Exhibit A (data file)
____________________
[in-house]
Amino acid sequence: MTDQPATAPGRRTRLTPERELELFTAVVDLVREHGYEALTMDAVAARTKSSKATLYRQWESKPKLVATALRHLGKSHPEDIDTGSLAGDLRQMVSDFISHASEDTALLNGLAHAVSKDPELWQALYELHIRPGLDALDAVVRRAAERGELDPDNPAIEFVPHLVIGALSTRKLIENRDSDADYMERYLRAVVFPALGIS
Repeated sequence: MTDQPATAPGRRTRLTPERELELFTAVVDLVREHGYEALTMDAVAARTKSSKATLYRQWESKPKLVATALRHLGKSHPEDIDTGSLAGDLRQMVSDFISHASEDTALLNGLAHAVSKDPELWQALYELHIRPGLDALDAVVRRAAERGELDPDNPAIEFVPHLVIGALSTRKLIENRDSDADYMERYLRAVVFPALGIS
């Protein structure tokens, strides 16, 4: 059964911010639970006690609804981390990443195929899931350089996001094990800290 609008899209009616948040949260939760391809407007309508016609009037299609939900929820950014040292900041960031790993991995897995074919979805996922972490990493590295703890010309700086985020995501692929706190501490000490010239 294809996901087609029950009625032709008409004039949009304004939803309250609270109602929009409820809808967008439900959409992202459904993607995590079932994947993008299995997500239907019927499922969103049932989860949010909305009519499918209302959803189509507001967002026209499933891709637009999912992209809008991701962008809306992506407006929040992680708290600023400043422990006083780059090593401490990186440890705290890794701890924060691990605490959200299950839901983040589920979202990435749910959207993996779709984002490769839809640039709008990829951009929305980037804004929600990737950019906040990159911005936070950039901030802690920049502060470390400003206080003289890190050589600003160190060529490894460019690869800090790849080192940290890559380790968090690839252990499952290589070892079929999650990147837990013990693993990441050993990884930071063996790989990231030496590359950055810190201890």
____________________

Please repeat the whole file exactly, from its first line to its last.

[in-house]
Amino acid sequence: MTDQPATAPGRRTRLTPERELELFTAVVDLVREHGYEALTMDAVAARTKSSKATLYRQWESKPKLVATALRHLGKSHPEDIDTGSLAGDLRQMVSDFISHASEDTALLNGLAHAVSKDPELWQALYELHIRPGLDALDAVVRRAAERGELDPDNPAIEFVPHLVIGALSTRKLIENRDSDADYMERYLRAVVFPALGIS
Repeated sequence: MTDQPATAPGRRTRLTPERELELFTAVVDLVREHGYEALTMDAVAARTKSSKATLYRQWESKPKLVATALRHLGKSHPEDIDTGSLAGDLRQMVSDFISHASEDTALLNGLAHAVSKDPELWQALYELHIRPGLDALDAVVRRAAERGELDPDNPAIEFVPHLVIGALSTRKLIENRDSDADYMERYLRAVVFPALGIS
């Protein structure tokens, strides 16, 4: 059964911010639970006690609804981390990443195929899931350089996001094990800290 609008899209009616948040949260939760391809407007309508016609009037299609939900929820950014040292900041960031790993991995897995074919979805996922972490990493590295703890010309700086985020995501692929706190501490000490010239 294809996901087609029950009625032709008409004039949009304004939803309250609270109602929009409820809808967008439900959409992202459904993607995590079932994947993008299995997500239907019927499922969103049932989860949010909305009519499918209302959803189509507001967002026209499933891709637009999912992209809008991701962008809306992506407006929040992680708290600023400043422990006083780059090593401490990186440890705290890794701890924060691990605490959200299950839901983040589920979202990435749910959207993996779709984002490769839809640039709008990829951009929305980037804004929600990737950019906040990159911005936070950039901030802690920049502060470390400003206080003289890190050589600003160190060529490894460019690869800090790849080192940290890559380790968090690839252990499952290589070892079929999650990147837990013990693993990441050993990884930071063996790989990231030496590359950055810190201890």